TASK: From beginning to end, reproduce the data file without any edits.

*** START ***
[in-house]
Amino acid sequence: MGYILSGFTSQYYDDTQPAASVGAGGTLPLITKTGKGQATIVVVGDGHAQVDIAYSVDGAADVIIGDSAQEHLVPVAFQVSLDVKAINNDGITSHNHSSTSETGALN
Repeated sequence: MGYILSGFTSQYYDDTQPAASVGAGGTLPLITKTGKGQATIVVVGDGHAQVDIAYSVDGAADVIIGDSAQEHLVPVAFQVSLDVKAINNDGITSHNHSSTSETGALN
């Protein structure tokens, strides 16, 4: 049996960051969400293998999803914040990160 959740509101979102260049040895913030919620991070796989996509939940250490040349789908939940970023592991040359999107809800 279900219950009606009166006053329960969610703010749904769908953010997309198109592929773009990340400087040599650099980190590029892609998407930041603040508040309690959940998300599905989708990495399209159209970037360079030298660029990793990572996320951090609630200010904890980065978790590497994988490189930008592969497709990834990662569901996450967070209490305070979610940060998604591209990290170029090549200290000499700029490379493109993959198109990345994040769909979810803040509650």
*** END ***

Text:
[in-house]
Amino acid sequence: MGYILSGFTSQYYDDTQPAASVGAGGTLPLITKTGKGQATIVVVGDGHAQVDIAYSVDGAADVIIGDSAQEHLVPVAFQVSLDVKAINNDGITSHNHSSTSETGALN
Repeated sequence: MGYILSGFTSQYYDDTQPAASVGAGGTLPLITKTGKGQATIVVVGDGHAQVDIAYSVDGAADVIIGDSAQEHLVPVAFQVSLDVKAINNDGITSHNHSSTSETGALN
């Protein structure tokens, strides 16, 4: 049996960051969400293998999803914040990160 959740509101979102260049040895913030919620991070796989996509939940250490040349789908939940970023592991040359999107809800 279900219950009606009166006053329960969610703010749904769908953010997309198109592929773009990340400087040599650099980190590029892609998407930041603040508040309690959940998300599905989708990495399209159209970037360079030298660029990793990572996320951090609630200010904890980065978790590497994988490189930008592969497709990834990662569901996450967070209490305070979610940060998604591209990290170029090549200290000499700029490379493109993959198109990345994040769909979810803040509650």